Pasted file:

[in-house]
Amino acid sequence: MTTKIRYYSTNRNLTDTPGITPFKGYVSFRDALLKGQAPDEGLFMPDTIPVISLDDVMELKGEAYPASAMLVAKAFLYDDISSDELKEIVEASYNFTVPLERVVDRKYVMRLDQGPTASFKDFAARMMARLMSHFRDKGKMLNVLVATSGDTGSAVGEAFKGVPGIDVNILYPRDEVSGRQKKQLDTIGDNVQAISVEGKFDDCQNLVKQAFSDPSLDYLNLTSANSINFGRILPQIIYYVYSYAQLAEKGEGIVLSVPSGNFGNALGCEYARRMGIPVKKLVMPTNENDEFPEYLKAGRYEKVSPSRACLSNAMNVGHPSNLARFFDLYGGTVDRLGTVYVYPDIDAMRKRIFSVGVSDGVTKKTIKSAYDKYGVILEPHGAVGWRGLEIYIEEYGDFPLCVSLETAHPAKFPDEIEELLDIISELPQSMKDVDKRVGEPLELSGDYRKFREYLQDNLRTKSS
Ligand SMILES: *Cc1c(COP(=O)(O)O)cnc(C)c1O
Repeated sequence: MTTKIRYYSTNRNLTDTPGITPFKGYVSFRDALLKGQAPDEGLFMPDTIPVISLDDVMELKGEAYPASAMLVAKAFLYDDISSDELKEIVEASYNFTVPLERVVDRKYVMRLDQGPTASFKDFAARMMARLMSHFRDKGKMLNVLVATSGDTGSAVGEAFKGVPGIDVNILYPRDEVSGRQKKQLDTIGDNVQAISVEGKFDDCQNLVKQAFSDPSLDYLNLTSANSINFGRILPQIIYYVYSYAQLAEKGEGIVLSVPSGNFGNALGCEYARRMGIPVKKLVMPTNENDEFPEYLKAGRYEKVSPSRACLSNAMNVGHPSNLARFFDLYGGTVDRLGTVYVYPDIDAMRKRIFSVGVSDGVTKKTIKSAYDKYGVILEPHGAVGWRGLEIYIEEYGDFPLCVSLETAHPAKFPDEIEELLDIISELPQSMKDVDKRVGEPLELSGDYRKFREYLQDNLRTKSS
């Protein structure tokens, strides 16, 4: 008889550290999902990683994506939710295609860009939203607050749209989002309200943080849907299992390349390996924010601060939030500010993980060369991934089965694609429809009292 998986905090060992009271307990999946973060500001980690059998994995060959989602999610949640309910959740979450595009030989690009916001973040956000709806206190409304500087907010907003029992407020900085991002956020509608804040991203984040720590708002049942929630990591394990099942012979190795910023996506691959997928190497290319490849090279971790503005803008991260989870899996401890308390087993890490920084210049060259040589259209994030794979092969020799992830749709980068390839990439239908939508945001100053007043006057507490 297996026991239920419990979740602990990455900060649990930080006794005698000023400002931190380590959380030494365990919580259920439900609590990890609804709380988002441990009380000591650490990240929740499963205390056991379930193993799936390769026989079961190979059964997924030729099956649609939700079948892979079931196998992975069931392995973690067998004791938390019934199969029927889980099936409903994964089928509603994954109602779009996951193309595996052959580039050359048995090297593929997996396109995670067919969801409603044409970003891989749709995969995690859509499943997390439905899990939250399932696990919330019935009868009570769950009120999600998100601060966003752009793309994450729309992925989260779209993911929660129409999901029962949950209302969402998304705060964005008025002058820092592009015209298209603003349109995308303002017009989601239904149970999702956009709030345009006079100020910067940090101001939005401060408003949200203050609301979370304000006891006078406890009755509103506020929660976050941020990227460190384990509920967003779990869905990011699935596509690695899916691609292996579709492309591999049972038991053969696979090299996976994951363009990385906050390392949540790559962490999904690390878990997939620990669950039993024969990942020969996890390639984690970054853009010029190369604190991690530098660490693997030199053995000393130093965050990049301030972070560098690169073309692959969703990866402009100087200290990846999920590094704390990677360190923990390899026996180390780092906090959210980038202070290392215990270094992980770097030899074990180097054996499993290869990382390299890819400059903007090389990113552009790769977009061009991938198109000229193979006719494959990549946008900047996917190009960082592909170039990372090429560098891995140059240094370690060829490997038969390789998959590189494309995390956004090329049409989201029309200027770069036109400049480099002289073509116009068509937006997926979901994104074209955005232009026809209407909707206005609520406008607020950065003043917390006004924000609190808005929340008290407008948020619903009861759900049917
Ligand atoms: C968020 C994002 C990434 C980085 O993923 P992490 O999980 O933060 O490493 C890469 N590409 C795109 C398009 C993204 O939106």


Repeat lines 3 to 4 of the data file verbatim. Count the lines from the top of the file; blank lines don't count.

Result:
Ligand SMILES: *Cc1c(COP(=O)(O)O)cnc(C)c1O
Repeated sequence: MTTKIRYYSTNRNLTDTPGITPFKGYVSFRDALLKGQAPDEGLFMPDTIPVISLDDVMELKGEAYPASAMLVAKAFLYDDISSDELKEIVEASYNFTVPLERVVDRKYVMRLDQGPTASFKDFAARMMARLMSHFRDKGKMLNVLVATSGDTGSAVGEAFKGVPGIDVNILYPRDEVSGRQKKQLDTIGDNVQAISVEGKFDDCQNLVKQAFSDPSLDYLNLTSANSINFGRILPQIIYYVYSYAQLAEKGEGIVLSVPSGNFGNALGCEYARRMGIPVKKLVMPTNENDEFPEYLKAGRYEKVSPSRACLSNAMNVGHPSNLARFFDLYGGTVDRLGTVYVYPDIDAMRKRIFSVGVSDGVTKKTIKSAYDKYGVILEPHGAVGWRGLEIYIEEYGDFPLCVSLETAHPAKFPDEIEELLDIISELPQSMKDVDKRVGEPLELSGDYRKFREYLQDNLRTKSS